Not only will movement activities keep your child entertained for longer, these activities will also help your child to be able to better attend to those structured seated tasks throughout the day
Expectation, watching your toddler sit at the table scooping colored rice, from a container that you meticulously organized, into a cup for half an hour while you clean the kitchen and fold laundry. Reality, your toddler spends 3 minutes sitting at the table scooping rice from the container onto the floor and into their mouth and it takes you longer to clean up the rainbow on your carpet than it did to make the bin. Sound familiar?
So What is a Parent to do?
Children require movement to regulate their bodies! Think about this, do you notice that your child is able to play longer when you are at the park and they are able to move their bodies than when you are at home trying to get them to complete an activity that requires being seated? There are so many benefits of movement!
Movement releases endorphins that helps regulate your child’s mood
Movement helps burn off your child’s extra energy
Movement gives your child the sensory input they need to feel organized in their bodies
So not only will movement activities keep your child entertained for longer (let’s face it, that’s the goal at the end of the day), these activities will also help your child to be able to better attend to those structured seated tasks throughout the day.
In our current climate with parents and children mostly indoors, it’s time to get creative! My favorite way to offer movement within the home is by creating obstacle courses. Obstacle courses are my go-to because they are great for sibling play across all ages, relatively simply to make, you can utilize things you already have in your home, and they incorporate such a large scope of learning opportunities! Play and learn? Check! At a basic level, within an obstacle course children are practicing social skills through turn taking, memory and recall, following directions, coordination and balance.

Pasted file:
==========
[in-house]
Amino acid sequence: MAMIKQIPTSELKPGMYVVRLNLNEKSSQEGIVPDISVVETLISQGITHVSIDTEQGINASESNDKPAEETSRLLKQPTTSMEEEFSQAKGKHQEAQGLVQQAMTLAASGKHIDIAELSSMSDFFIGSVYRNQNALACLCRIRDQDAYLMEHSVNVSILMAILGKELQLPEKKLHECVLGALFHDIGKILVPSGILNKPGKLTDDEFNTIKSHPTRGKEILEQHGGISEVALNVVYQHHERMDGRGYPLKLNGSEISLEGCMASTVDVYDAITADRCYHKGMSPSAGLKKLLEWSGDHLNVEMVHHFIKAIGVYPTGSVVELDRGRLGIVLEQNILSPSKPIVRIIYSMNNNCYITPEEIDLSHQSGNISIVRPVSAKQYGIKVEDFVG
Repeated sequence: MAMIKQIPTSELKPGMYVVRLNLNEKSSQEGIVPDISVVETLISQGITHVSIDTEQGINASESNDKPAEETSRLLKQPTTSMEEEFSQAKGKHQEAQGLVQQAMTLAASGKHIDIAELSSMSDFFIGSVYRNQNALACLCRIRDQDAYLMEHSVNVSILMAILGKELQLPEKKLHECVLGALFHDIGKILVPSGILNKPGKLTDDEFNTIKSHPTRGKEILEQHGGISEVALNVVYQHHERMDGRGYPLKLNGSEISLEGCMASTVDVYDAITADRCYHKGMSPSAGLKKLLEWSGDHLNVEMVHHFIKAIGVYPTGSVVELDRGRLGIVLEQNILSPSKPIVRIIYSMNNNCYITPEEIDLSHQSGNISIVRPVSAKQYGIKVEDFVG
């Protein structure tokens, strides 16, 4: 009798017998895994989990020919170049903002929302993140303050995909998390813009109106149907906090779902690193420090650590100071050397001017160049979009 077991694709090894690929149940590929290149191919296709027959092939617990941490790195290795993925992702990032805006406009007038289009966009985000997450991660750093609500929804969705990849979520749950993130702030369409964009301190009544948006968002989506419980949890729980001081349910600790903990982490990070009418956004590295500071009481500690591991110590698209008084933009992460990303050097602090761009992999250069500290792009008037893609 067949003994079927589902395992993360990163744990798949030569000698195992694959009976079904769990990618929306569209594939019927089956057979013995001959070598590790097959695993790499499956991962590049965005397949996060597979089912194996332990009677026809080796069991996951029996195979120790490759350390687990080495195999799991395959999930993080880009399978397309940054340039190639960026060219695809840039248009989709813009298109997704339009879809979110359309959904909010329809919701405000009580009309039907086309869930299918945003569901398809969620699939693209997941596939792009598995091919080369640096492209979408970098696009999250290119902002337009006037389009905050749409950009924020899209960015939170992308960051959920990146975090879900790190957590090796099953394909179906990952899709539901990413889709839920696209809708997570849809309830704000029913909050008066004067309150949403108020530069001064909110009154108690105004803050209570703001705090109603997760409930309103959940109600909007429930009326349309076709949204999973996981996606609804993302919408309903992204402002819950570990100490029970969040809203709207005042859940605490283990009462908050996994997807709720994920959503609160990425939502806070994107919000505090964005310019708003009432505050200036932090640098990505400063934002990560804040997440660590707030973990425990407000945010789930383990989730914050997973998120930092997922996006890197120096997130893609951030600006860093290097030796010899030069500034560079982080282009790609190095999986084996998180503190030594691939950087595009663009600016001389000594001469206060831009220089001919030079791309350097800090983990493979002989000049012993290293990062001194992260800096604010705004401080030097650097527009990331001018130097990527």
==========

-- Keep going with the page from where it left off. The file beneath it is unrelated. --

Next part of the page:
Ready to be on Your Way to Keeping Your Child Entertained for Longer?
First off, focus on limiting your course to 3-5 steps for toddlers. You also want to try to incorporate a variety of steps that require different motor movements to complete. Spinning, crawling, jumping, climbing. Try to think about what your child enjoys doing at the park and give them similar experiences.
Next, plan out the location and what you have access to in your home. A bench with a blanket over it or a box can become a tunnel, a step stool and a couch can become a climbing wall, pillows on the floor can become a crash pad to jump into, paper plates can become stepping stones, blue tape can become a tight rope, a computer chair can become a spinning playground merry-go-round. The possibilities are endless!
Lastly, don’t forget to model for your child what to do!
Additional Ways to Incorporate Learning and Keeping the Course Novel
For younger children, simply focus on following directions and turn taking. You can incorporate prepositions and adjectives into your language use to narrate what is happening. For example, “Go under the chair!” “Spin fast… Spin slow…” To work on receptive preposition use and following directions, you can incorporate a favorite stuffed animal and give them directions for placement of the animal. For example, “Put puppy on the chair. Put puppy under the chair.” You may have to narrate and do it first a few times. But overall make it fun, take turns, and let them explore!
For children over the age of 3, let them run the course. After a few rounds begin to change it up to maintain attention to the activity. You can increase attention by giving directions on which steps of the course to complete out of order. You can also incorporate prepositions and adjectives into your directions. For example, “spin fast… run slow…” You can also ask your child where they are to encourage them to expressively use prepositions in their speech.
Strategies To Increase the Time Your Child Participates in an Activity
Introduce novel activities or show them novel ways to play within an activity
Model what to do when a new activity is introduced
Participate with them initially, you don’t want your child to begin associating a fun task with a parent leaving
Step back and offer behavior specific praise for how well they’re participating in the activity
Give attention for preferred behavior more than nonpreferred behavior